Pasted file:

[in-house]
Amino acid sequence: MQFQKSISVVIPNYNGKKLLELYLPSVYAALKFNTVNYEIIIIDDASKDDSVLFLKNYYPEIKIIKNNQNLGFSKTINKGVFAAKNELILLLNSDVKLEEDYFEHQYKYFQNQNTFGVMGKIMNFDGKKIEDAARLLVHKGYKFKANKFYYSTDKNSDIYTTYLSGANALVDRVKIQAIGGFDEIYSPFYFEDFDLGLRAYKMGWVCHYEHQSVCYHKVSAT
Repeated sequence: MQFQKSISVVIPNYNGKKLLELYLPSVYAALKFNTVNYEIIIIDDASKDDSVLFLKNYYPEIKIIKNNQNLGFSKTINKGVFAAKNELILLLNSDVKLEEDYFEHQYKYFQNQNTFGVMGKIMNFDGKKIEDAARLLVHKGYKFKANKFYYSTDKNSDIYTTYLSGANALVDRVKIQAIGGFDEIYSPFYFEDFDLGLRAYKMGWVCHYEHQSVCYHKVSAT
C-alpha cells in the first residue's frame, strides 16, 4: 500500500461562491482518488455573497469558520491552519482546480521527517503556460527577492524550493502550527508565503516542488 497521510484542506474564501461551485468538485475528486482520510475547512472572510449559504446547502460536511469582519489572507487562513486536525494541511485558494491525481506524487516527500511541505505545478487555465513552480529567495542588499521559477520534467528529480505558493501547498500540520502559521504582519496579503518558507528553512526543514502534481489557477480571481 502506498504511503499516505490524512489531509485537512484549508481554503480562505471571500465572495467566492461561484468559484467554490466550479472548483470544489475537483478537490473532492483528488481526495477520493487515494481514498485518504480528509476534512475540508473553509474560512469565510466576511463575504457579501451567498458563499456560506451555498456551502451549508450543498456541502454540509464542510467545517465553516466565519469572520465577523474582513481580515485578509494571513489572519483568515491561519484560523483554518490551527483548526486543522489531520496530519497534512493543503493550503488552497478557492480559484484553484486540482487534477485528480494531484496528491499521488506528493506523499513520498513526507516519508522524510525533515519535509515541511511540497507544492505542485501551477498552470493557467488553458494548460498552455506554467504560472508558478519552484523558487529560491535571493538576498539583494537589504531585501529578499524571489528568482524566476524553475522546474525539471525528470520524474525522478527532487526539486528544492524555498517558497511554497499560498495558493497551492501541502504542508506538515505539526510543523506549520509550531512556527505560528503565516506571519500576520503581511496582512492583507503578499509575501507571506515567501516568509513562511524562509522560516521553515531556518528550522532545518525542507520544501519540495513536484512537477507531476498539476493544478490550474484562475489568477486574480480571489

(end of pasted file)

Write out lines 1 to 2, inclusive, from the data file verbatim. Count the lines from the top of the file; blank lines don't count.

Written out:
[in-house]
Amino acid sequence: MQFQKSISVVIPNYNGKKLLELYLPSVYAALKFNTVNYEIIIIDDASKDDSVLFLKNYYPEIKIIKNNQNLGFSKTINKGVFAAKNELILLLNSDVKLEEDYFEHQYKYFQNQNTFGVMGKIMNFDGKKIEDAARLLVHKGYKFKANKFYYSTDKNSDIYTTYLSGANALVDRVKIQAIGGFDEIYSPFYFEDFDLGLRAYKMGWVCHYEHQSVCYHKVSAT